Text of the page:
Friday, April 27, 2018

The roots of the "Science of Man"; Aegean Prehistoric Memories in Venice

The 19th century was the nursery of the modern professional academic world with its gradual compartmentation of research into specific and assumed to be separate “disciplines”. For topics relating to the human condition, in general, and to physical and cultural “evolution”, in particular, the issue of the evidence from ancient “historical” cultures versus that observed in contemporary “living” cultures created both common interests and opposing views between the “classicists” and the “anthropologists/ethnographers”. For the most part these two approaches diverged in the 20th century.

On Wednesday. May 2nd at 7:30 PM in the Library of the Institute, Professor Emily K. Varto (Department of Classics, Dalhousie University), will give a lecture entitled "Greeks, Romans, and the 'Science of Man': Towards a History of Classics and Early Anthropology".

Ancient Greece and Rome played varying roles in early anthropological thinking, from the observations of colonial officials and missionaries to the evolutionary ethnology and ethnography of the late 19th century, and beyond into the professionalized social sciences of the 20th century. Grounded in themes that emerged in the course of editing a volume on the classics and early anthropology (published April 2018 with Brill), Prof. Varto will augment and re-evaluate the formative, early relationship between the two disciplines and explores its continuing impact.

This will be the final Institute lecture for 2017/2018.

The 17th Aegaeum Conference in Venice and Udine

 For five stimulating days last week Aegean prehistorians of every regional stripe gathered in Venice and Udine for the 17th International Aegean Conference. The theme of this iteration was ΜΝΗΜΗ / MNEME. PAST AND MEMORY IN THE AEGEAN BRONZE AGE. In Venice the papers were given in the former later 17th–century church of Santa Margharita of Antioch on the Campo Santa Margharita, that has been converted into an auditorium of the Ca’ Foscari University of Venice. The ceiling frescos and sculpture made it a special place.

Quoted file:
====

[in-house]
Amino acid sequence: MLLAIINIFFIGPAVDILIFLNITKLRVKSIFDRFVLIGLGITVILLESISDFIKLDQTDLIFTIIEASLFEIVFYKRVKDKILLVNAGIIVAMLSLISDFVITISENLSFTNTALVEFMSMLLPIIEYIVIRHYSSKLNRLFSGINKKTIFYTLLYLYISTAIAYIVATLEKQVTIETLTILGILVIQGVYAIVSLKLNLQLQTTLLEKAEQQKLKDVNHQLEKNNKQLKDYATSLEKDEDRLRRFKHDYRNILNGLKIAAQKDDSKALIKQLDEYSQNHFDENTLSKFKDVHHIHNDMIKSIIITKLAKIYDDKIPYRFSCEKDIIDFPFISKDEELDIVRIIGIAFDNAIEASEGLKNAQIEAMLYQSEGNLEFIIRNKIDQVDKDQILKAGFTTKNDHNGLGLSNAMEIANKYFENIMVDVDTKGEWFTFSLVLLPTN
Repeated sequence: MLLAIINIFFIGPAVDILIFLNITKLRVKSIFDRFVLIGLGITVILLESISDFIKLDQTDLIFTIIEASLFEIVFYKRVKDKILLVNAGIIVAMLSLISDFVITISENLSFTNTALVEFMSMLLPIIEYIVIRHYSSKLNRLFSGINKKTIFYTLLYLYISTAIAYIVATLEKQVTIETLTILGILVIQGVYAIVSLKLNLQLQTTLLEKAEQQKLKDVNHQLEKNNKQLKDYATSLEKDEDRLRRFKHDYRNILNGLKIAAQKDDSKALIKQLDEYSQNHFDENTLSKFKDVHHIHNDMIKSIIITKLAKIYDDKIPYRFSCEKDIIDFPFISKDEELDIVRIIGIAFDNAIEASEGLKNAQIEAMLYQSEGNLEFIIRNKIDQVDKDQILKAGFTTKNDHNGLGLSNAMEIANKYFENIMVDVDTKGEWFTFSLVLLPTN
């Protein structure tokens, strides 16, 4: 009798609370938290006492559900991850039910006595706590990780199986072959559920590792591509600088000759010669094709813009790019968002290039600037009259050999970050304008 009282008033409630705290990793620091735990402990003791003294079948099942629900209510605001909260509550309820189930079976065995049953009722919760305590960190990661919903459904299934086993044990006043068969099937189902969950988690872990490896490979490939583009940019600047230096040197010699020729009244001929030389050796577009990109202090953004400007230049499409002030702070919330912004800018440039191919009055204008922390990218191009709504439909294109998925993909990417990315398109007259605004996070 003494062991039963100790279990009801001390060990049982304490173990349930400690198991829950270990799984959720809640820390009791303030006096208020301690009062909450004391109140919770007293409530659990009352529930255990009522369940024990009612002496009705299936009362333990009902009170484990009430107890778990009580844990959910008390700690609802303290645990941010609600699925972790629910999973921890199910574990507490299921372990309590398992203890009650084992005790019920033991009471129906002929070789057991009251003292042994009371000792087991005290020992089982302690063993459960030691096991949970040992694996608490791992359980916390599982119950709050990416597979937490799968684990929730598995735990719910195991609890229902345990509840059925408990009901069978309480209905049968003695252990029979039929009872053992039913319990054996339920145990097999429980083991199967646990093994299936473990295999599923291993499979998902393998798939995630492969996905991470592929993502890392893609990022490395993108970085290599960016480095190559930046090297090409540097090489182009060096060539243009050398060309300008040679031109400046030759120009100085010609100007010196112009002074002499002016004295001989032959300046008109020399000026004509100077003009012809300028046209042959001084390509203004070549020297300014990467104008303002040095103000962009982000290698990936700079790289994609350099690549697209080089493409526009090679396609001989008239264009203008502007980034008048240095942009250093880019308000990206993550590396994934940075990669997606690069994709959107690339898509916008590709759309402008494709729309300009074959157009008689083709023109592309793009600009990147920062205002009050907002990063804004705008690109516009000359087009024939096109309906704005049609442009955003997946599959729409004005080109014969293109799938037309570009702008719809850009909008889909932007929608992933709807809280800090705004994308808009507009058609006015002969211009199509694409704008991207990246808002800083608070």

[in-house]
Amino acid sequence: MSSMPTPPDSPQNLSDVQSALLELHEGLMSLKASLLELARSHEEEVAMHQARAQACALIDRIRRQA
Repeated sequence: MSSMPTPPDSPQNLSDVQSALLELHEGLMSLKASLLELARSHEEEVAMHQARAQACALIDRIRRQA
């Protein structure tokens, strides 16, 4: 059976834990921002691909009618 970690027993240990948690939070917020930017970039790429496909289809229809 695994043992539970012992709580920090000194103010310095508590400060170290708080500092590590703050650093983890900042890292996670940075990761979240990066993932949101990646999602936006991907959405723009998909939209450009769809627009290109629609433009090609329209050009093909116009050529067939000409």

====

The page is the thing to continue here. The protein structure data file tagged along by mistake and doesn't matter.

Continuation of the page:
The Institute was represented directly in the form of two papers relating to the research conducted under its aegis. Prof. Angus Smith (Brock University) and Prof. Sevasti Triantaphyllou (University of Thessaloniki) discussed how the dead were remembered in the chamber tombs of the Late Helladic III cemetery at Ayia Sotira near Nemea in the Peloponnesos. Profs. Bryan Burns (Wellesley College) and Brendan Burke (University of Victoria) presented the Late Helladic II Blue Stone Structure at Eleon in Boiotia as a monument to memorialize the area of cist burials of a specific elite group at the settlement.

In addition, Prof. Rodney Fitzsimons (Trent University) made an insightful proposal concerning the rationale behind the construction at Mycenae in the Argolid of the last two, most elaborate tholos tombs and the monumentalization of the “sacred” route to the palace on the citadel in Late Helladic IIIB2. I joined Dr. Metaxia Tsipopoulou (Hellenic Ministry of Culture and Sport) in arguing for the use over 750 years of the area around House Tomb 2 in the Petras cemetery (Siteia, Crete) to connect the recent dead of a specific elite group with the founders of the first settlement at Petras.